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Zegrahm Expeditions Travel Resources

Welcome to the Zegrahm Expeditions resources page! Here you will find inspiration for your next adventure and information from your last adventure, produced by our field leaders, Seattle office staff, and contributing writers. From blog posts and field reports (daily recaps of a past expeditions with images) to photo galleries and videos, explore your world from our perspective.

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Island Sky
October 30, 2018
Infographics

Expedition Ship Terminology

Port Moresby, Papua New Guinea
February 16, 2017
Field Report

Sunday, November 20, 2016 - Port Moresby, Papua New Guinea / Embark Caledonian Sky

Today, our Melanesia expedition began as three different groups came together in Papua New Guinea. Some had flown into Port Moresby the day before from home ports; some sailed from Indonesia; and a smaller group flew in from Mt. Hagen. The new arrivals met up with those from the pre-extension over lunch at the Airways Hotel, before an...

Snorkeling in Indonesia
August 4, 2016
Blog Post

Brad Climpson is a marine biologist who spent the last 20 years living on the edge of Australia's Great Barrier Reef. His passion for the underwater realm has taken him to Fiji, Indonesia, Bermuda, and the Maldives. An accomplished scuba diver, underwater photographer, and experienced boat handler, Brad has a passion for interacting with nature and sharing...

Asmat Villages, Papua New Guinea
April 20, 2016
Blog Post

Shirley Campbell is a social anthropologist with a special interest in the indigenous peoples of Australia, Melanesia, and the Pacific. After growing up in California, she has widely traveled and experienced firsthand the ways in which communities form and develop distinct, yet interrelated cultures. 

As I follow the latest electoral process in the...

Tari, Papua New Guinea
March 24, 2016
Blog Post

Michael Moore is an expedition leader and naturalist who has earned a BS in biology and an MS degree in ecology, ethology, and evolution. He spent several years living in the highlands of New Guinea, working for conservation organizations and teaching field biology courses and the University of PNG. Today, he shares with us the history of the stunning birds of...

Snorkeling in Fiji
March 18, 2016
Blog Post

Tiny islands, deserted atolls, dreamy lagoons, and year-round tropical temps: an expedition to Polynesia, Melanesia, or Indonesia fulfills every diver's fantasies. Here is a short primer to paradise.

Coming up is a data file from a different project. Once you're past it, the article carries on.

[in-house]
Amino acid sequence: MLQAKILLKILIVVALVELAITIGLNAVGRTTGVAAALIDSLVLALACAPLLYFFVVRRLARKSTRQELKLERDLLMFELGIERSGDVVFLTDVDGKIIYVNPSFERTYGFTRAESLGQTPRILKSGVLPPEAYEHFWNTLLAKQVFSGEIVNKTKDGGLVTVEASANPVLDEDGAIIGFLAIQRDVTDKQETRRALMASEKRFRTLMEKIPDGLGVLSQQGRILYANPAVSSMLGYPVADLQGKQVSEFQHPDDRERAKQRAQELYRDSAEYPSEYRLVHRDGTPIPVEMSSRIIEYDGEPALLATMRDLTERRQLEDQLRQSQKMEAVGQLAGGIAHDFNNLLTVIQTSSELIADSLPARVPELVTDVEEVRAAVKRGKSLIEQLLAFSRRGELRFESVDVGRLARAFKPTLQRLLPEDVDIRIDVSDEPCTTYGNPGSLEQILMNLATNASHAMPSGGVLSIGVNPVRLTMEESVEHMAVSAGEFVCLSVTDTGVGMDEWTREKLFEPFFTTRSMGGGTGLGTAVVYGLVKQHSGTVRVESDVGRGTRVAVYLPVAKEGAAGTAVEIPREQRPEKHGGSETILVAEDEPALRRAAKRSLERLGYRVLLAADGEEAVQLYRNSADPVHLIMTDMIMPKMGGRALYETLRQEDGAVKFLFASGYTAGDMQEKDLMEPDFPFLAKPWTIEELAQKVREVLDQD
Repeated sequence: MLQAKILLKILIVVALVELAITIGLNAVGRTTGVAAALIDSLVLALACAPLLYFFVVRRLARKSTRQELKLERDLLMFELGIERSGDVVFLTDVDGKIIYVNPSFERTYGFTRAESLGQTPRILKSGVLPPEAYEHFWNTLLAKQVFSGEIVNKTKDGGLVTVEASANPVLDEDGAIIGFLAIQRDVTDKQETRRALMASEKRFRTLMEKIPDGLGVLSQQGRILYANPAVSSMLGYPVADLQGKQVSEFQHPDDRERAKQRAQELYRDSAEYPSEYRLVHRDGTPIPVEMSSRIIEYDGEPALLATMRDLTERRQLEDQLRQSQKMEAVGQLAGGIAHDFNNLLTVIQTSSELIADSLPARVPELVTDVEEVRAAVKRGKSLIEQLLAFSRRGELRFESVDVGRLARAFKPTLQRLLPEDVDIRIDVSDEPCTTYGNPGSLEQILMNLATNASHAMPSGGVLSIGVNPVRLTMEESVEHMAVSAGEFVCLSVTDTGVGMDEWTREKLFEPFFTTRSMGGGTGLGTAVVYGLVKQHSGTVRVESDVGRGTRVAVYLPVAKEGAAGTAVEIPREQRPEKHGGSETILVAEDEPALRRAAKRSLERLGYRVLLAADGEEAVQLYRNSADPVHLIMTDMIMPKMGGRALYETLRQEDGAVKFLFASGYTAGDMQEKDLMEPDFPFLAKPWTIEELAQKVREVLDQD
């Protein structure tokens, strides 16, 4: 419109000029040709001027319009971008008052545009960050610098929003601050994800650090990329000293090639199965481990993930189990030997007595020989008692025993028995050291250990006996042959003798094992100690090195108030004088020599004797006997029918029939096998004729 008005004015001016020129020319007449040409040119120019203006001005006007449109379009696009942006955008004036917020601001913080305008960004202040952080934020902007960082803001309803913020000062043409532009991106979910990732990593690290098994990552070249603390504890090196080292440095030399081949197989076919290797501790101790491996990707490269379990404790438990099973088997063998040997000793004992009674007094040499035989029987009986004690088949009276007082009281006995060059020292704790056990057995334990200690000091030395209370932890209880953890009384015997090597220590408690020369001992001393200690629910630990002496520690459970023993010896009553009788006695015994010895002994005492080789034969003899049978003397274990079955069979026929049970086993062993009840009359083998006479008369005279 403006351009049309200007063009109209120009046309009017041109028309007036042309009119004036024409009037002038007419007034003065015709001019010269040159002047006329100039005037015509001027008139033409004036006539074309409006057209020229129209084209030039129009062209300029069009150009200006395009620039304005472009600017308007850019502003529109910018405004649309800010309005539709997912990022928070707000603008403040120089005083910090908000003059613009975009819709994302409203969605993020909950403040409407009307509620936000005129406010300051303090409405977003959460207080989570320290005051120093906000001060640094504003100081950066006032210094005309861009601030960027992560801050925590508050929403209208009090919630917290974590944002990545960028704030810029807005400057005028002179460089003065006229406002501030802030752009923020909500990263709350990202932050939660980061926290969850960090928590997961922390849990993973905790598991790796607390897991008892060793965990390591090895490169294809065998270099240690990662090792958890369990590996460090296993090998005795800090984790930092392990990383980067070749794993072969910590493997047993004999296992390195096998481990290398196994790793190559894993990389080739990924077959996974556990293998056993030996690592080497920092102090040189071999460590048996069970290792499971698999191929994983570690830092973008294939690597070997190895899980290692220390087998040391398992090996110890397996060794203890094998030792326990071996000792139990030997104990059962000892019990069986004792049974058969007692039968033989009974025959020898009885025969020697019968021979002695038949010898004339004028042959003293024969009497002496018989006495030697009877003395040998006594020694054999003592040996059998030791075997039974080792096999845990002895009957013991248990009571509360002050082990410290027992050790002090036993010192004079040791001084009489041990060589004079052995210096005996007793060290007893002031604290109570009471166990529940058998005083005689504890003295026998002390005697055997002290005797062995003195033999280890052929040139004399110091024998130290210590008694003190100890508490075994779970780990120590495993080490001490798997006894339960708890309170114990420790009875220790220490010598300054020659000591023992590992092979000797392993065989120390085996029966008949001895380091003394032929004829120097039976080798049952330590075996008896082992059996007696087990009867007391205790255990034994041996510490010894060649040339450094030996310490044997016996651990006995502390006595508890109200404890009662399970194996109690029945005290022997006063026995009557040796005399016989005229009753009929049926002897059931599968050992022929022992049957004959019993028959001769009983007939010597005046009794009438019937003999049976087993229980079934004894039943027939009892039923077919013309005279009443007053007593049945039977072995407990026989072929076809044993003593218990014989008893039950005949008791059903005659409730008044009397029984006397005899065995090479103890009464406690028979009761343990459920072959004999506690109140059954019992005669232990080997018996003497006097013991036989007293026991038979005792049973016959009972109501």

Indonesia

What It Is
This southeast Asian nation, comprising an astounding 17,000 islands, is scattered over more than 740,000 square miles between the Indian and Pacific...

Traditional Kula Outrigger Canoe
June 2, 2015
Blog Post

Shirley Campbell is a social anthropologist with a special interest in the indigenous peoples of Australia, Melanesia, and the Pacific. After growing up in California, she has widely traveled and experienced firsthand the ways in which communities form and develop distinct, yet interrelated cultures. 

“The islands of love,” as they were known by...

Santa Ana Island
May 10, 2013
Field Report

Monday, March 25, 2013 - En Route / Port Moresby, Papua New Guinea: We all converged on the city of Port Moresby from distant reaches of the planet for the same reason: to embark on an expedition to experience the culture, wildlife, and landscapes of Melanesia. We gathered at the Airways Hotel, where we met our fellow adventurers at the welcome cocktail party, followed by dinner.

Tuesday, March 26 - Port Moresby / Embark Clipper Odyssey:...

Luganville, Espiritu Santo, Vanuatu
May 6, 2008
Blog Post

Our visits this past week to Rano Island, Vanuatu, and Utupua and Santa Ana in the Solomon Islands were truly memorable, both for the incredible array of colorful sights, and for the warmth of our welcome by the villagers. Here are some brief excerpts from emails we’ve received from our staff on our Faces of Melanesia voyage:

...One thing that stands out—and everyone has commented about it—is just how amazing it is that each island is still so different. The dances...

Palm Trees
October 19, 2007
Blog Post

The coconut palm—that elegant lanky symbol for tropical island paradise—is also one of the most fascinating trees on the planet. Its statistics honor the Cocos nucifera—literally monkey-face nut fruit—with superlatives: It has the largest leaf in the plant kingdom, the largest seed, the largest inflorescence (flower cluster), and is one of the oldest known flowering plants—fossils date it back to some 120 million years ago, to the Cretaceous period, or Age of Dinosaurs.

No one is...

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